Jennifer Gabrys, Professor of Sociology at Goldsmiths, University of London, and Principal Investigator on the ERC-funded ‘Citizen Sense’ research project, will discuss her book Program Earth: Environmental Sensing Technology and the Making of a Computational Planet, which examines how sensor technologies are programming our environments as new ‘technogeographies’.
Lise Autogena, Professor of Cross Disciplinary Art at Sheffield Hallam University and Joshua Portway, an artist, will discuss ‘Foghorn Requiem’, a musical performance to mark the disappearance of the foghorn from the UK’s coastal landscape with three brass bands and an armada of vessels at sea, sounding their horns in a requiem for the de-commissioning of foghorns, a melancholic and very human sound that connects the land with the sea.
Carlos López Galviz, Lecturer in the Theories and Methods of Social Futures at Lancaster University, looks at futures thinking and future forming through the lens of cities, ruins and infrastructure and discusses his co-authored book Global Undergrounds which charts the global reach of urban underground spaces, collecting 80 stories of subterranean sites around the world to reveal the profound – but often unseen – ways they have changed our lives.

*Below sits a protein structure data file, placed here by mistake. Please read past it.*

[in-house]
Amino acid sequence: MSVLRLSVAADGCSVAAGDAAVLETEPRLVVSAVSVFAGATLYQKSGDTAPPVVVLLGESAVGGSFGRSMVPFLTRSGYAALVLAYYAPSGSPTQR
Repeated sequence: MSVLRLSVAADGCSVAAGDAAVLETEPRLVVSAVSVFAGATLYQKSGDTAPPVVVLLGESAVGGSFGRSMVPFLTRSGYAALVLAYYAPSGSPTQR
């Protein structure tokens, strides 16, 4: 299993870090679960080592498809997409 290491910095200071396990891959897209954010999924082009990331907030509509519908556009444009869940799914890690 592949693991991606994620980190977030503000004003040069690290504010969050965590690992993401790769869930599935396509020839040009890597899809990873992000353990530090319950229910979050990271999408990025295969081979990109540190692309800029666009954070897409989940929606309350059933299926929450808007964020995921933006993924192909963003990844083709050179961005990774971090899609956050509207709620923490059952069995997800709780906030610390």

Uta Kogelsberger, artist and Lecturer at Newcastle University, works with specific sites where human interactions with landscape become physical and visual manifestations of a society’s ideology and belief structures. Her ‘Off Road’ documents a Californian landscape of sand dunes regularly covered in a heavy fog where thousands arrive with their trailers, SUVs, self- built cars, quads and bikes living out a fantasy of autonomy and freedom – instrumental in sustaining the political system that houses it.